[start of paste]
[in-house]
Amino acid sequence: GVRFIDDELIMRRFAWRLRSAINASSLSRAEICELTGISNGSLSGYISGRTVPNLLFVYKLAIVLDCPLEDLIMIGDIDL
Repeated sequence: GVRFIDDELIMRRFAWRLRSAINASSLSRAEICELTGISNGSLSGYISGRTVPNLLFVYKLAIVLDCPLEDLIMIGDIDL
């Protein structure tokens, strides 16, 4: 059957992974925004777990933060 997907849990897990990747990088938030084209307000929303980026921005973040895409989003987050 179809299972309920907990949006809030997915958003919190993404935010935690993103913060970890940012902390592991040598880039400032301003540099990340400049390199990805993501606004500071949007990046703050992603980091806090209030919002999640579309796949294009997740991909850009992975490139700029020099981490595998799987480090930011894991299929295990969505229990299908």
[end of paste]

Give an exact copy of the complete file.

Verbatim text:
[in-house]
Amino acid sequence: GVRFIDDELIMRRFAWRLRSAINASSLSRAEICELTGISNGSLSGYISGRTVPNLLFVYKLAIVLDCPLEDLIMIGDIDL
Repeated sequence: GVRFIDDELIMRRFAWRLRSAINASSLSRAEICELTGISNGSLSGYISGRTVPNLLFVYKLAIVLDCPLEDLIMIGDIDL
């Protein structure tokens, strides 16, 4: 059957992974925004777990933060 997907849990897990990747990088938030084209307000929303980026921005973040895409989003987050 179809299972309920907990949006809030997915958003919190993404935010935690993103913060970890940012902390592991040598880039400032301003540099990340400049390199990805993501606004500071949007990046703050992603980091806090209030919002999640579309796949294009997740991909850009992975490139700029020099981490595998799987480090930011894991299929295990969505229990299908």